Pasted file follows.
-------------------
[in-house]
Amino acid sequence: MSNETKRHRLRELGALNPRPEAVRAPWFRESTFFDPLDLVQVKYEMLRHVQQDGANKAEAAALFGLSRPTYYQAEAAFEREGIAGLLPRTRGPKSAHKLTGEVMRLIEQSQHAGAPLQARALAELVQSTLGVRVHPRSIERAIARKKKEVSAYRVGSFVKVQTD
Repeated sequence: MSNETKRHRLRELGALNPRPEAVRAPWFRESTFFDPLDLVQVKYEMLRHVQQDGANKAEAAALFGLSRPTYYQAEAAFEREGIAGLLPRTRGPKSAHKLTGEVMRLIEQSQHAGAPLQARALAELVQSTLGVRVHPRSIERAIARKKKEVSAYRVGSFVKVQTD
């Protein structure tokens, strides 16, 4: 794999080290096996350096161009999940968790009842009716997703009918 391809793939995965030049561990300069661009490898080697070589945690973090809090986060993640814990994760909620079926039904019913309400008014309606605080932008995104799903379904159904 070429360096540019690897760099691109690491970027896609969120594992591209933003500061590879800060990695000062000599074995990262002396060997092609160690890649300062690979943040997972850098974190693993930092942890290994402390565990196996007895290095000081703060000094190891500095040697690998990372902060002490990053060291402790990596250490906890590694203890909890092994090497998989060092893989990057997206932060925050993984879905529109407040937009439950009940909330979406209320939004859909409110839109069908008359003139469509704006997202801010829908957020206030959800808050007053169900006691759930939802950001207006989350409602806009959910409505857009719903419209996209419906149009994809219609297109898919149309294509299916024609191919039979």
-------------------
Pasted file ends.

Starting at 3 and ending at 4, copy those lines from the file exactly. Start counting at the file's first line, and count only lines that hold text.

Repeated sequence: MSNETKRHRLRELGALNPRPEAVRAPWFRESTFFDPLDLVQVKYEMLRHVQQDGANKAEAAALFGLSRPTYYQAEAAFEREGIAGLLPRTRGPKSAHKLTGEVMRLIEQSQHAGAPLQARALAELVQSTLGVRVHPRSIERAIARKKKEVSAYRVGSFVKVQTD
């Protein structure tokens, strides 16, 4: 794999080290096996350096161009999940968790009842009716997703009918 391809793939995965030049561990300069661009490898080697070589945690973090809090986060993640814990994760909620079926039904019913309400008014309606605080932008995104799903379904159904 070429360096540019690897760099691109690491970027896609969120594992591209933003500061590879800060990695000062000599074995990262002396060997092609160690890649300062690979943040997972850098974190693993930092942890290994402390565990196996007895290095000081703060000094190891500095040697690998990372902060002490990053060291402790990596250490906890590694203890909890092994090497998989060092893989990057997206932060925050993984879905529109407040937009439950009940909330979406209320939004859909409110839109069908008359003139469509704006997202801010829908957020206030959800808050007053169900006691759930939802950001207006989350409602806009959910409505857009719903419209996209419906149009994809219609297109898919149309294509299916024609191919039979």